“What on earth are you saying?” Lydia demanded, appalled. She could overlook the “Miss Henleys” and other little things. But was her mother losing her total mind, turning into a vegetable?

The old woman blinked dead white eyes, smiling up to heaven’s gates in the manner that infuriated Lydia, especially when callers were present. But now there were more important matters, and Lydia didn’t mind at all. She only wanted a fair response to her question, if only she could get it from one so deaf.

“I said, what are you saying, mother?”

“Oh, that. Hee hee hee! It’s a nursery rhyme, dear. I learnt it at my grandmother’s knee, and forgot all about it, but it came back. Oh, it’s all come back!”

Lydia had heard no such thing before in her life. “In her dotage, she must be imagining things,” she concluded, shaking her head and her body sagging with all the nervous shocks and chills of the hard day. “Her mind is gone! All gone! Now what will I do with her?”

Lydia had napped, dozing off where she sat on the couch. Suddenly, her neck nearly snapped when a crash jolted her so she threw her head sideways to see if her mother had fallen again from the chair.

“Oh no!” she cried, hurling herself at the heap on the floor, but found it was only blankets, no thin and leaf-like body beneath.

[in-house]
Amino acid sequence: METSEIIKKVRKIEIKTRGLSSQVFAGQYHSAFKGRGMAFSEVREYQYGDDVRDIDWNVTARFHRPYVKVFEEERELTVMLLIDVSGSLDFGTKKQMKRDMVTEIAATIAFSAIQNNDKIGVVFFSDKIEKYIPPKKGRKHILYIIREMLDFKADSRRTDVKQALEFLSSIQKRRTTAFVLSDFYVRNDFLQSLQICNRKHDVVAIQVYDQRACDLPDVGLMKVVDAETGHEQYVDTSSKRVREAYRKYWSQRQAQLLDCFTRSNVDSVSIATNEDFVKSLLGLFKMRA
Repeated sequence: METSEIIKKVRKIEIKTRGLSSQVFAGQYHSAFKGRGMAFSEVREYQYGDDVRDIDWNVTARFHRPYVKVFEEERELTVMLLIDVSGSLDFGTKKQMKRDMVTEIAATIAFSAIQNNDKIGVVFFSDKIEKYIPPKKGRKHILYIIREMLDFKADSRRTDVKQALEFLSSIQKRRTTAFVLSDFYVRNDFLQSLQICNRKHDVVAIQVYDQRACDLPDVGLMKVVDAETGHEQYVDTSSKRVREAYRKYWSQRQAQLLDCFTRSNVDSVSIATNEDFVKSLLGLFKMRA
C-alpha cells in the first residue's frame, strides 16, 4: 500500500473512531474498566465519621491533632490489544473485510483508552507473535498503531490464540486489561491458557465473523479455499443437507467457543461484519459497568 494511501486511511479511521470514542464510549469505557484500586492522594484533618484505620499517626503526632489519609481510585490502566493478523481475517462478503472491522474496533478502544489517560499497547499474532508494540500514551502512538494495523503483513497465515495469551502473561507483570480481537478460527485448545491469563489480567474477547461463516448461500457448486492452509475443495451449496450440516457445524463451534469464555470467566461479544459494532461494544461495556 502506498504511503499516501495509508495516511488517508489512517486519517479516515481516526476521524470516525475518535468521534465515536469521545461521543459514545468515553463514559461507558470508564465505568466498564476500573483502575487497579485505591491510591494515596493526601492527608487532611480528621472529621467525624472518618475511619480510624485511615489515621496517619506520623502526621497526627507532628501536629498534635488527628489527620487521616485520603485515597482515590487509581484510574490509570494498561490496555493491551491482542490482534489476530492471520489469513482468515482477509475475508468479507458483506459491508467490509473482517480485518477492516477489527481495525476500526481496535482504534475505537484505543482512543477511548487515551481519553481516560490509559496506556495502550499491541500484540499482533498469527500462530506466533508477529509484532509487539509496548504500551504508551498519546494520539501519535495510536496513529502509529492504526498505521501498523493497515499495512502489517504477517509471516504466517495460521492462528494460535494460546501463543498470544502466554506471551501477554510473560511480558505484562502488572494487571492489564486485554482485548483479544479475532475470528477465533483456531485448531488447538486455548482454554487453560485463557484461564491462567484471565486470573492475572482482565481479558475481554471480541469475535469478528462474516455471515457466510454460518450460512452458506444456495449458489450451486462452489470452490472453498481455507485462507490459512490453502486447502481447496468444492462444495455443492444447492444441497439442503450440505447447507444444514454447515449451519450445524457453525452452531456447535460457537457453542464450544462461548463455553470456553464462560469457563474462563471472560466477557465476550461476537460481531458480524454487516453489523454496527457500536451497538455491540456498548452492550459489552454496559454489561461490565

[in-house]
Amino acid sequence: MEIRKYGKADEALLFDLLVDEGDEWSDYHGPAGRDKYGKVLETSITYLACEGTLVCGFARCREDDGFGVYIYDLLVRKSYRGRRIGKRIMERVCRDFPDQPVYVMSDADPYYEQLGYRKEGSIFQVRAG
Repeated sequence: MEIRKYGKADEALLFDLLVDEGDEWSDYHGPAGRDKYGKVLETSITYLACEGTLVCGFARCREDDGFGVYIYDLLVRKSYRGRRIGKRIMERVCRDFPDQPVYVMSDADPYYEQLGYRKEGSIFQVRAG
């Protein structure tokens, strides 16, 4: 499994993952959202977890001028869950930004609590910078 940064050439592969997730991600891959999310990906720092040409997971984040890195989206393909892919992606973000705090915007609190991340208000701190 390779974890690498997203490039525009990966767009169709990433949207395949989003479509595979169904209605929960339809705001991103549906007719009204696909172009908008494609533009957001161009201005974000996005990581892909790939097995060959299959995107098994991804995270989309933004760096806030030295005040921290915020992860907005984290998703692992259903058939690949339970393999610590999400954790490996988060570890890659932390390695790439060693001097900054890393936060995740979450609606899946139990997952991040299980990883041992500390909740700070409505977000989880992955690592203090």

She dashed out the sitting room, calling, then paused--the door was open, the window in it smashed and leaving glass scattered down the icy cold hall.

Pulling the door behind her, with the wind whistling through the window, she stumbled out just as she was in her housedress and old sweater--no coat, scarf, mittens and boots. Stepping through the drifts and litter of snow, ice, and broken tree branches, slipping and screaming, she searched the yard, then the street she could see up and down. No crumpled form lying face down, snow blown on it, leaving a hand sticking up clawing frozen at the air. Nothing but whiteness!

“Oh, God!” Lydia wept, and she couldn’t decide what to do. The neighbors? What would they know? They’d want to talk and talk what to do, and it was too late to talk, her mother had gone out and lost herself somewhere in the killing wastes of ice and snow.

Would the place be Chesil Weir? Her mother remembered it the way it once was, lovely and placid, never iced over, full of ducks, and useful for boating on long afternoons. Perhaps, she thought it was still like that, and--